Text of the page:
I recently rewatched Barry Jenkins’s ‘Moonlight’ for the first time since seeing it at the E Street Cinema in D.C. in October 2016.
I had seen it once, enjoyed it, and began to follow Jenkins’s work — and tweets, which are great. As I learned about him as an artist, I began to feel a kinship to his nontraditional route to film. He grew up in Florida, and it feels as if film is something that found him while he was an undergrad at FSU. As I came to understand, Jenkins eventually landed in San Francisco — holding a day job, having a love for coffee (something I can very much relate to), and attending film festivals.
My colleague pointed me towards Jenkins’s Vimeo channel, where you can find a quick short on coffee, a documentary he did on relationships via a couple he’s friends with, and more. These I very much enjoyed, and realized, more concretely than before at least, that any of us can drive towards artistic expression if we are committed to sharing our voice.
I then found my way to Jenkins’s interviews with the Criterion Collection. During film school, he poured the library and immersed himself in cinema. Two influences stood out: Wong Kar-Wai and Claire Denis. I’ve been a fan of the former for a few years, but was relatively unfamiliar with the latter. I watched Denis’s ‘White Material’ on FilmStruck (which features a Jenkins interview no less) and immediately saw similarities to Jenkins’s style. As someone who generally gravitates towards wide frames, symmetrical composition, and static cameras, I developed a new appreciation for motion and close-ups. These techniques added a level of emotional depth to the work.
I felt well-equipped to rewatch ‘Moonlight’ this month, 23 months after first seeing it.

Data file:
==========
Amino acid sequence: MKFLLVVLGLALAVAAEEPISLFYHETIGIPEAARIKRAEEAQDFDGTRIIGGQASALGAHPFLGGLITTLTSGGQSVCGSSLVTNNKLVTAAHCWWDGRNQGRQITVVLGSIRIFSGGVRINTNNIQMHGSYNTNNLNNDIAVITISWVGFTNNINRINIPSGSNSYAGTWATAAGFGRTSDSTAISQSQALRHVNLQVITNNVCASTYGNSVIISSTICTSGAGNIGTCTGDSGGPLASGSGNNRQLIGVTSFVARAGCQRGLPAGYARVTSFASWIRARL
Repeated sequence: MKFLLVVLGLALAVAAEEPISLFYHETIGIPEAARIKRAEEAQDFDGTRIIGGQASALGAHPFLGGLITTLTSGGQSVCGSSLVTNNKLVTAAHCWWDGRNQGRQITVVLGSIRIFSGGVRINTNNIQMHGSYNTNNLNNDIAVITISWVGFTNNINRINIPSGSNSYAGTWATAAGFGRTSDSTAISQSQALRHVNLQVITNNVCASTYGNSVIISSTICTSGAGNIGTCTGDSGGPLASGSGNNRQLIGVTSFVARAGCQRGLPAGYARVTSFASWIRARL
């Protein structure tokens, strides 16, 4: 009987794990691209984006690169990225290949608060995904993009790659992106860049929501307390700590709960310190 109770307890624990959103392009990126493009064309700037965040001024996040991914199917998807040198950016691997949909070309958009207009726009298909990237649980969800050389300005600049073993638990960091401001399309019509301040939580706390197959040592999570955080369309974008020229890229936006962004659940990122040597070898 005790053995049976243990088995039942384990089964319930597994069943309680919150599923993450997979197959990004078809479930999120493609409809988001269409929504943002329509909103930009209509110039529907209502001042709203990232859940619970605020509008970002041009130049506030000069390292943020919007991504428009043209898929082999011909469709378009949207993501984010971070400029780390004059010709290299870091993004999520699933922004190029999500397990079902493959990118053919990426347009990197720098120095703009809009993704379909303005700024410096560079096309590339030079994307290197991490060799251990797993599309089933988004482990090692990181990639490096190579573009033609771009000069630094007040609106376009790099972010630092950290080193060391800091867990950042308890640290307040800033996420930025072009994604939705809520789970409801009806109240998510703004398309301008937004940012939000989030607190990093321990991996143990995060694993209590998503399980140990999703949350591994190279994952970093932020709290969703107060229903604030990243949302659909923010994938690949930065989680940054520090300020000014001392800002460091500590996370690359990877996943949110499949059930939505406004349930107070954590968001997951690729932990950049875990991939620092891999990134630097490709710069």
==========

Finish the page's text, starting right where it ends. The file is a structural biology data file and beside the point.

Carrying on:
‘Moonlight’ is Barry Jenkins’s second feature, arriving eight years after his first film. ‘Moonlight’ came out when Jenkins was 36, with a well of life experience to draw from.
‘Moonlight’ tells the story of Little, Chiron, and Black — the same character, played by three actors, in three different acts that cover a brief segment of his boyhood, adolescence, and adulthood, respectively — and his coming of age in South Florida. ‘Moonlight’ is based on a work by playwright Tarell Alvin McCraney, ‘In Moonlight Black Boys Look Blue.’
‘Moonlight’ elicits universal human truths, while making subtle social commentary. It does this through a deeply personal story that leads the viewer to empathize with the character’s search for identity, societal acceptance, and self-love.
As Jenkins says of Wong Kar-Wai’s work, “characters always are yearning for so many things, and oftentimes I feel like those things are attainable if the characters choose to go after them.” ‘Moonlight’ is a film about discovering the inner awareness necessary to know what those things are.
It is a beautiful, moving story.
And all of this is done with technical precision. It is clear that 36 years of life — much of the latter half immersed in film — prepared Barry Jenkins (and his close friend, classmate, and cinematographer, James Laxton) to rise to this occasion. The film balances auteur feels, expressionistic cinematography, shifting color palettes, minimal dialogue, and moving sound design into one cohesive whole.
‘Moonlight’, simply put, is an excellent film. It is perhaps my favorite of the 2010s, and rightly won the Oscar for Best Picture. Done on a tight schedule with a sub $5 million budget, I am awed by this feat. Jenkins and co’s passion shines through every frame of the film, and any aspiring artist would benefit greatly from studying both the work and the story of its creation.
Related post: Barry Jenkins Discusses 'Moonlight' With Gene Demby